Hunting with Silencers v. General Nutjob
A wild GOP primary will soon be underway in Bozeman, where two Tea Party hotheads are going to tangle for a state house seat in a very conservative district. This will be a heavyweight bout.
The challenger is Matthew Monforton, who lost his job as a city judge. Monforton made waves for a public remark that the prophet Mohammed was “a seventh-century pedophile.” Monforton later defended Rick Hill in court, when Hill was on the ropes for having accepted an illegal contribution of $500,000. He also represented Harris Himes, the Montana pastor who said gays should be given the death penalty (and who got busted for defrauding a member of his congregation, and is now in the pokey.) All of which means that Monforton would fit in perfectly as a Republican legislator.
Washburn, meanwhile, is under investigation for having been caught up in the Meth House Scandal, in which documents found at a meth house in Colorado were found to implicate certain GOP lawmakers for illegally coordinating with a dark money group, the American Tradition Partnership. Washburn also is the author of the famous bill to legalize hunting with silencers. It made the venerated 2011 Montana Nutjob Bills list first published at Cowgirl Blog, and Washburn brought back the bill in 2013. Washburn has also called for what is essentially a poll tax, a bill that would allow only taxpayers to vote (poor people often don’t have a taxable income, nor, for that matter, do many farmers and ranchers). And he has often been the lead sponsor of bills that would make it more difficult for people to register to vote, especially if those people are likely to be democrats.
The race has already turned nasty, in a very comic way. Monforton this week filed a lawsuit in federal court, with the help of the prominent conservative attorney James Bopp, of Citizens United fame. The suit asks the court to please strike down a Montana statute which requires that candidates cite bill numbers when running ads that criticize their opponents for votes they’ve taken. The brief argues that Monforton expects to be irreparably harmed by the statute. Why? Here is an excerpt from the brief:
Candidate Monforton intends to mail letters to voters in House District 69, which encompasses the northern part of Gallatin County. These letters will contrast Candidate Monforton’s steadfast opposition to the Patient Protection and Affordable Care Act, commonly referred to as “Obamacare,” and Rep. Washburn’s votes in the House in support of Obamacare.
Candidate Monforton has also rented a billboard facing westbound traffic on I-90 just west of Belgrade to convey the same message as the letters. His billboard advertisement will be posted beginning on February 26, 2014. Rep. Washburn opposed Obamacare in the 2011 session of the Legislature by voting against establishing a state-based exchange but later cast several votes in favor of Obamacare in the 2013 session…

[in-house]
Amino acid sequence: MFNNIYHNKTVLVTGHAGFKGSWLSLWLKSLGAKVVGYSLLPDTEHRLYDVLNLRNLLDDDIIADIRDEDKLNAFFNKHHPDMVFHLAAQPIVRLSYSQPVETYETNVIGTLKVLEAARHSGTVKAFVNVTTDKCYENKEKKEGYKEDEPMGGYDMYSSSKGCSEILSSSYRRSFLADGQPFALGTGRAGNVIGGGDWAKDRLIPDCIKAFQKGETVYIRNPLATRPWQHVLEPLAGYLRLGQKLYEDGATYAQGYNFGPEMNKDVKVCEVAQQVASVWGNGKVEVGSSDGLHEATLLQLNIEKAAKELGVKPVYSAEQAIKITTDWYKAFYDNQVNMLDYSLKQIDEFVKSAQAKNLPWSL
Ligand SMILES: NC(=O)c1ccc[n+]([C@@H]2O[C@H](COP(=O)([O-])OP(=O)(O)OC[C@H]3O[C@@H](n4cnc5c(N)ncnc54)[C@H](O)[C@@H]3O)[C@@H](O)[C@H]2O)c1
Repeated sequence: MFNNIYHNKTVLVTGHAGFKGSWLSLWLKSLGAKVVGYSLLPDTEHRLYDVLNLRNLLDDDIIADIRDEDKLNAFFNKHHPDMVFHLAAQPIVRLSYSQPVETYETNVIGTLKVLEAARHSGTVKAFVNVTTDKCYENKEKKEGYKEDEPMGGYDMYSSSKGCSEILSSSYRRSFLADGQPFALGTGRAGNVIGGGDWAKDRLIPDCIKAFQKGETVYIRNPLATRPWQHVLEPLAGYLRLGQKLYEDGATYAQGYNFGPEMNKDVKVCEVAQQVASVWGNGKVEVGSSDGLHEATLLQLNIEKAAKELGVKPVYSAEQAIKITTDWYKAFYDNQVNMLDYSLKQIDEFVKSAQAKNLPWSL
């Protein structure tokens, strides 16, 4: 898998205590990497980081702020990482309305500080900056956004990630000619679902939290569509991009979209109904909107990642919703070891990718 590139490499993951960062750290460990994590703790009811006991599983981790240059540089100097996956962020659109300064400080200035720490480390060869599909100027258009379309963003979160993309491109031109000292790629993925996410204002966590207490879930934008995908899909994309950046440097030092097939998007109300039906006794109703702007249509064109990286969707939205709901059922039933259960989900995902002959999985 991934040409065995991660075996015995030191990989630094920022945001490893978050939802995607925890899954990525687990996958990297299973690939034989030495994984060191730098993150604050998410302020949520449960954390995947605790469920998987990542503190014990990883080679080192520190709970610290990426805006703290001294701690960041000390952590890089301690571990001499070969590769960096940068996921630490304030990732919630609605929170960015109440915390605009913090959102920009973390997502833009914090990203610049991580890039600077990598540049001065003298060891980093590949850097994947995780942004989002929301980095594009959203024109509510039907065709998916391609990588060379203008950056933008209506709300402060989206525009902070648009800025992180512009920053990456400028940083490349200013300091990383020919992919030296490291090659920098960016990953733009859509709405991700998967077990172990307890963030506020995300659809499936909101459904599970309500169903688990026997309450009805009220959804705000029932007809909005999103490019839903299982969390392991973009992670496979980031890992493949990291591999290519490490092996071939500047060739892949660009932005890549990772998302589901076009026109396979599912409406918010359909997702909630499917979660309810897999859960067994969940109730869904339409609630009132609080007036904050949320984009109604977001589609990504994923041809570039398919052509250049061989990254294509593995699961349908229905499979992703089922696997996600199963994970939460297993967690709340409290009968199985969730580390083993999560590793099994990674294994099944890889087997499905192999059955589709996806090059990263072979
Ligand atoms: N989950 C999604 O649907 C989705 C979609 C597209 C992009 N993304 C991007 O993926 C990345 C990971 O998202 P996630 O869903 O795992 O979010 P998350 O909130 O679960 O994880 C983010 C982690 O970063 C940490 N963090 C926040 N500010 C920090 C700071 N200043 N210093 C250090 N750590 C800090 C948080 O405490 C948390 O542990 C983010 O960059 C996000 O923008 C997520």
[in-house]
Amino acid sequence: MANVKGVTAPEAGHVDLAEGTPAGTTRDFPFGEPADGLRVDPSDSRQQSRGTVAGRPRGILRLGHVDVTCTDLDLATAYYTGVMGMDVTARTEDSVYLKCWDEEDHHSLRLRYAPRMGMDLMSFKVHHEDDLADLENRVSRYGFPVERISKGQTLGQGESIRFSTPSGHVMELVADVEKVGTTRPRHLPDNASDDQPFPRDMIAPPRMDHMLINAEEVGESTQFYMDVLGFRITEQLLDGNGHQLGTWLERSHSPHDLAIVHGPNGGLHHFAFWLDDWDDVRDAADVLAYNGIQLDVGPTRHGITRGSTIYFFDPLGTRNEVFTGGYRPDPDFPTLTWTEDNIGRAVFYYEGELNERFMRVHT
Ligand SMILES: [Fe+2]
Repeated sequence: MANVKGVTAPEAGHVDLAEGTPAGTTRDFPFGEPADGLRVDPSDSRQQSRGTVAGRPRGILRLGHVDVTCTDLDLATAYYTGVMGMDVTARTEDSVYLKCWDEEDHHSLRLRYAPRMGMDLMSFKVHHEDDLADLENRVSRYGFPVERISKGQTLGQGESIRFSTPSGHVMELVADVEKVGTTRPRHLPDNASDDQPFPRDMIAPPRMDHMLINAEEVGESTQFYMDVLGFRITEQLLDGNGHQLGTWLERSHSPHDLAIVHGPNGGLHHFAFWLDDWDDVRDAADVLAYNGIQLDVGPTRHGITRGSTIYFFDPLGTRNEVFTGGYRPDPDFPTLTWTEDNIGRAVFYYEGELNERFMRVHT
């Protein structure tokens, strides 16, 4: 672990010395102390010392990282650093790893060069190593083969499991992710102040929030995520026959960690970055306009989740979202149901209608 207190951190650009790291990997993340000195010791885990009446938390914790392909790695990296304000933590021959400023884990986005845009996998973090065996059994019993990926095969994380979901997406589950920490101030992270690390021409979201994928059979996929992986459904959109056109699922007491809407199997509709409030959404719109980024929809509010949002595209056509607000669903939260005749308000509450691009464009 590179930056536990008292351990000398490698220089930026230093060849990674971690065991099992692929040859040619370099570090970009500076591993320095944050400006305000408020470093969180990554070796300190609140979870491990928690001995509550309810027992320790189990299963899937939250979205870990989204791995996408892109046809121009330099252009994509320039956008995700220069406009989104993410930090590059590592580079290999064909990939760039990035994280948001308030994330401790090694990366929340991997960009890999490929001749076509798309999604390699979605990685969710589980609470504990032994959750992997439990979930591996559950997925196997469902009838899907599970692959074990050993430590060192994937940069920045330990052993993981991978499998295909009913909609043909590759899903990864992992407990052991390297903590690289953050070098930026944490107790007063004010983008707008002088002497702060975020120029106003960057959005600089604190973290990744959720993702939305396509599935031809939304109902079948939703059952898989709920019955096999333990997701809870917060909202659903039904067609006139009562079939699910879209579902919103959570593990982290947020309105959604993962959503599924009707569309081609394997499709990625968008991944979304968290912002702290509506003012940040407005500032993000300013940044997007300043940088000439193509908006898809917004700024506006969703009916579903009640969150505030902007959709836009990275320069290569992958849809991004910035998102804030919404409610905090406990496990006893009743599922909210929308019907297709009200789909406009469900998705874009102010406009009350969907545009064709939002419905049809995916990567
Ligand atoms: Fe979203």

Disclosing all of Rep. Washburn’s flip-flops would require Candidate Monforton to include in his letter at least one or two extra pages explaining each of Rep. Washburn’s conflicting votes, thereby distracting voters from other messages Candidate Monforton intends to include in his letters and forcing Candidate Monforton to spend more money on producing and mailing the letter than he otherwise would.
It goes on and on like this for 18 pages. In other words, Monforton is suing to invalidate a state law, and his brief in court is devoted mostly to talking about how this law is making it so terribly (and unconstitutionally) difficult for him to discuss how his opponent voted for Obamacare. How, the brief asks the court, is Monforton going to have enough space on his mailers and billboards to list all of the terrible Obamacare votes that his GOP opponent took? Hah! I encourage you to read the whole thing. It’s a total scream.
As for the bills that Monforton claims Washburn flip-flopped on, one the republican “alternative” to the Medicaid Expansion bills, a bill that probably violated federal law designed to help the GOP quash the expansion altogether–another was a bill brought by the insurance industry to require state training for the “navigators” who help people pick an insurance plan–the bill was designed in part to keep the job of helping people buy insurance largely with insurance agents, who have experience and knowledge with Montana law. It is not a bill to support Obamacare, it is a bill to mitigate its effects.
Washburn also took procedural committee votes, floor votes and votes on amendments, which Monforton is arguing are flip flops because sometimes Washburn’s votes were pro, sometimes anti, depending on the GOP strategery at the time. Expect Monforton’s theory to be duplicated in other primaries throughout the state.
Monforton has a problem of his own, which Washburn is no doubt planning to discuss. He spent most of his adult life in Los Angeles, a place that Bozeman GOP voters believe to be Hell itself. And he left under nebulous circumstances after supposedly filing a whistleblower report against his boss at the LA district attorney’s office.